Plunkett, Sir Christopher (1568–c.1636), politician, was eldest son of James Plunkett of Donsoghly, Co. Dublin, and Catherine, daughter of Thomas FitzWilliam of Meryon. His grandfather, Sir John Plunkett (qv), a distinguished lawyer, served as chief justice of the queen's bench in the 1560s. James Plunkett predeceased his father and Christopher inherited the family estates in Dublin and Meath in 1582 on the death of Sir John. He is described in official sources as an ‘eminent and gracious lawyer’ (Reportorium Novum, 330–34), but the only record of any legal training – from Gray's Inns in 1610 – almost certainly refers to one of his sons. He married a daughter of Sir Nicholas Bagenal (qv), marshal of Ulster; they had five sons, James, Francis, Richard, Nicholas, and Ambrose. An ardent catholic, in 1603 (after a visit to court) he helped an Irish priest to escape arrest in England. His son Nicholas studied for the priesthood in Douai, and later founded a religious house for the Capuchins in Charleville, Co. Cork. In April 1609 a number of catholic books, sent by Nicholas to Ireland, were intercepted in Chester, causing grave embarrassment to the family. At court the following year, however, Plunkett impressed the king with his ‘modesty, humility, and discretion’ (CSPI, 1615–25, 282), and received fresh grants of his estates in Meath.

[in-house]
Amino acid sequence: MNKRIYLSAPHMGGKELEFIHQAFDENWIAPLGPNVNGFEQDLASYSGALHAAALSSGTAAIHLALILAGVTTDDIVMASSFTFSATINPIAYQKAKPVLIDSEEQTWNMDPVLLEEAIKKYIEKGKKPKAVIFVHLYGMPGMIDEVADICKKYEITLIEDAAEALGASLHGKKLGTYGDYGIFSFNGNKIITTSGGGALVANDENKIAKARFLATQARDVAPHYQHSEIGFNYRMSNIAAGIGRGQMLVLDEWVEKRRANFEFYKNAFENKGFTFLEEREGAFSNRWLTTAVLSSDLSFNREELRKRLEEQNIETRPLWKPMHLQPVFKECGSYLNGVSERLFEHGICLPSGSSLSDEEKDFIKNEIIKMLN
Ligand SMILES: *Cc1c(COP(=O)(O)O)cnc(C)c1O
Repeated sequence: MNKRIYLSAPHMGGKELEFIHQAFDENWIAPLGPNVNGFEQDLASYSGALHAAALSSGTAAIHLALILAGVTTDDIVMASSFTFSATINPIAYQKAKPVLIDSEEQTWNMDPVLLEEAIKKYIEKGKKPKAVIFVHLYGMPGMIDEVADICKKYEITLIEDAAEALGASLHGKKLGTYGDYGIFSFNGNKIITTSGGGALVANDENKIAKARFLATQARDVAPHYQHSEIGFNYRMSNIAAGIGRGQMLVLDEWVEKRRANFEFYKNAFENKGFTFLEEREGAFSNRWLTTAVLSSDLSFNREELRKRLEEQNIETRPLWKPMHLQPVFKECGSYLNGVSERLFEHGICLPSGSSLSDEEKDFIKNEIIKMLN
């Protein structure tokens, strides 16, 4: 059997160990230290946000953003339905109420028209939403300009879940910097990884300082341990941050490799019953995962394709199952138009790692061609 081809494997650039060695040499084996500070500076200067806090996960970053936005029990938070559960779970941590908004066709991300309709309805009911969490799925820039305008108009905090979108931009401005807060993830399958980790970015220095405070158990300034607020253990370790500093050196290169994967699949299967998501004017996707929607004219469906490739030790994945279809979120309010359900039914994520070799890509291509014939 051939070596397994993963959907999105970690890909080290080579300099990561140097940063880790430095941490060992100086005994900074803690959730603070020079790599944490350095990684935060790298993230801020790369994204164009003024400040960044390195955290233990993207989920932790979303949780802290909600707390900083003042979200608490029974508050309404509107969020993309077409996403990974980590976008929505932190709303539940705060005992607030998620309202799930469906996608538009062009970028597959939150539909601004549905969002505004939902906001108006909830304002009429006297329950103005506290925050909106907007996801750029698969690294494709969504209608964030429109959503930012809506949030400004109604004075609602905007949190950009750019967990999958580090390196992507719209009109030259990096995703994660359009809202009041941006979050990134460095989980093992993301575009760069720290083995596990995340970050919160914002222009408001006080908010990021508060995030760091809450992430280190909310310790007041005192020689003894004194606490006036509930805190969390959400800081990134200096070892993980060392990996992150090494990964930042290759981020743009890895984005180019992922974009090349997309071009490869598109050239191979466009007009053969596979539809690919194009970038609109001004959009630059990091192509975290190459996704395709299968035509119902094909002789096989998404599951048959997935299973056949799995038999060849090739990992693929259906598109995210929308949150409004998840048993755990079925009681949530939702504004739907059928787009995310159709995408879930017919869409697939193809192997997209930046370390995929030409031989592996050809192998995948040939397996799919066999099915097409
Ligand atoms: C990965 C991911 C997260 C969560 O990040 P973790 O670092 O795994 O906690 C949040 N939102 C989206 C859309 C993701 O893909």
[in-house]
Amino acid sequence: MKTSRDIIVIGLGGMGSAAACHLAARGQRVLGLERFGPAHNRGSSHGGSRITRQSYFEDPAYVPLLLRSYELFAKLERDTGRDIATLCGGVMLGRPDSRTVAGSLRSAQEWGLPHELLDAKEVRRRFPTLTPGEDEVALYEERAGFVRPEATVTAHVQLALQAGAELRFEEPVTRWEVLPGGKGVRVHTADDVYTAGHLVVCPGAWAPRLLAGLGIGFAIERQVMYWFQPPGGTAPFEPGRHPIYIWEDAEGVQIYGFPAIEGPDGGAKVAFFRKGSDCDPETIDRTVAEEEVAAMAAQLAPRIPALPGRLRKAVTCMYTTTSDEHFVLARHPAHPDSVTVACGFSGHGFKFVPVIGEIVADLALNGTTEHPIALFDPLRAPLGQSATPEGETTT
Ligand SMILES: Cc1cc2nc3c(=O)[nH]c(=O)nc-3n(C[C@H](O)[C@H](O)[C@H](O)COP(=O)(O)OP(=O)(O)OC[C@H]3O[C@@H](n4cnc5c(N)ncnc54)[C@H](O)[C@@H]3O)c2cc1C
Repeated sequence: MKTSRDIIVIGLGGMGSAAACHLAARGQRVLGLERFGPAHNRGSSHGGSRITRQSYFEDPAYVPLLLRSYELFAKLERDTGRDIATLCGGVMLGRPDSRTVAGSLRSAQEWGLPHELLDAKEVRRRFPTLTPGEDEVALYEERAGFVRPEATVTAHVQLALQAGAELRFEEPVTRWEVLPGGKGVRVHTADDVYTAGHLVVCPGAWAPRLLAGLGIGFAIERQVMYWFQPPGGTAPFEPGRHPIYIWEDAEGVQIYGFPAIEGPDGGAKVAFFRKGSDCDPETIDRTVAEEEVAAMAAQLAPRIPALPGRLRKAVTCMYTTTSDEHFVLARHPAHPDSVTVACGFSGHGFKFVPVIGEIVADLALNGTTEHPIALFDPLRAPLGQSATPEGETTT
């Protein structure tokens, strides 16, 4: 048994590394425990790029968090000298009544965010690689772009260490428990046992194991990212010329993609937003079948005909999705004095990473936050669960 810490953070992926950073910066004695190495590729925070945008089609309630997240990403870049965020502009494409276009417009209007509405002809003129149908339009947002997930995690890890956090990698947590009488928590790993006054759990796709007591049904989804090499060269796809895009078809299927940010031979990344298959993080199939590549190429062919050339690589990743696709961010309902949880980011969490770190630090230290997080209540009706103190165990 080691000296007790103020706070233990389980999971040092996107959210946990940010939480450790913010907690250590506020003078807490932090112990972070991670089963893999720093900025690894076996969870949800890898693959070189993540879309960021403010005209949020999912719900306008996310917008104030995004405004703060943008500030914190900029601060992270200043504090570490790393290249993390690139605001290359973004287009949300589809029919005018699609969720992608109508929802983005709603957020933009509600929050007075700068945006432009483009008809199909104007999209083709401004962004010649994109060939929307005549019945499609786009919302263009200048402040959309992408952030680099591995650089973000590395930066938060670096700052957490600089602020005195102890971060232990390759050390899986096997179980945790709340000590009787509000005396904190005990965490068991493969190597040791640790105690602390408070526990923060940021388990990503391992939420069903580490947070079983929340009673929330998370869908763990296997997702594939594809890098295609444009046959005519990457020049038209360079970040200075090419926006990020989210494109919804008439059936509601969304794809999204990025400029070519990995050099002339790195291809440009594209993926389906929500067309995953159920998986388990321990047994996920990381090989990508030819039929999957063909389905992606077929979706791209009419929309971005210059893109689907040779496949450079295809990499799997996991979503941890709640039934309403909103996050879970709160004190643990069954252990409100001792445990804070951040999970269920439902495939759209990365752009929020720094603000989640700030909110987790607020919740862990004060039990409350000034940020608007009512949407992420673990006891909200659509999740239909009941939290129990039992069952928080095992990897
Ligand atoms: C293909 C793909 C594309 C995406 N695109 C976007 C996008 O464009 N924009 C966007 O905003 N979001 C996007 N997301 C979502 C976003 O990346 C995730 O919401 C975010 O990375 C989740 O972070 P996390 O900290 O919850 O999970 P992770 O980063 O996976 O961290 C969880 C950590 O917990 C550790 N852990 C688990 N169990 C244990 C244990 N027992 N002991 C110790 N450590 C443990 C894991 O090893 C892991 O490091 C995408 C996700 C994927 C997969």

He rose to national prominence after his election for Dublin county to the 1613 parliament. Described by the Dublin administration as a chief ringleader of the catholic opposition, he nominated Sir John Everard (qv) as the speaker of the commons. This led to violent scenes on the floor of the chamber, and after the physical expulsion of Everard from the speaker's chair by the protestant majority, the catholic members walked out. Plunkett accompanied Jenico Preston (qv), Viscount Gormanston, to court shortly afterwards, to air catholic grievances. Briefly imprisoned at the Fleet, in August 1614 he was given permission to return to Ireland after apologising for his conduct. For the next ten years Plunkett actively promoted the cause of economic and administrative reform. He travelled to London in 1620 with Richard Nugent (qv), Lord Delvin, and Walter Dongan, the recorder of Dublin, to discuss issues as diverse as the manufacture of ale, marriage registration, and ploughing by the tail. In 1623 he returned to court as the Leinster member of a delegation seeking the abolition of restrictions on the export of wool. Plunkett's final public role involved efforts by Pale catholics during 1627 to raise money for the army in Ireland. The date of his death is unclear, but his son James had apparently inherited the family estates by 1636. Another son, Richard, served as colonel of a regiment in Flanders and emerged as a leading conspirator in the events prior to the outbreak of the Ulster revolt in October 1641.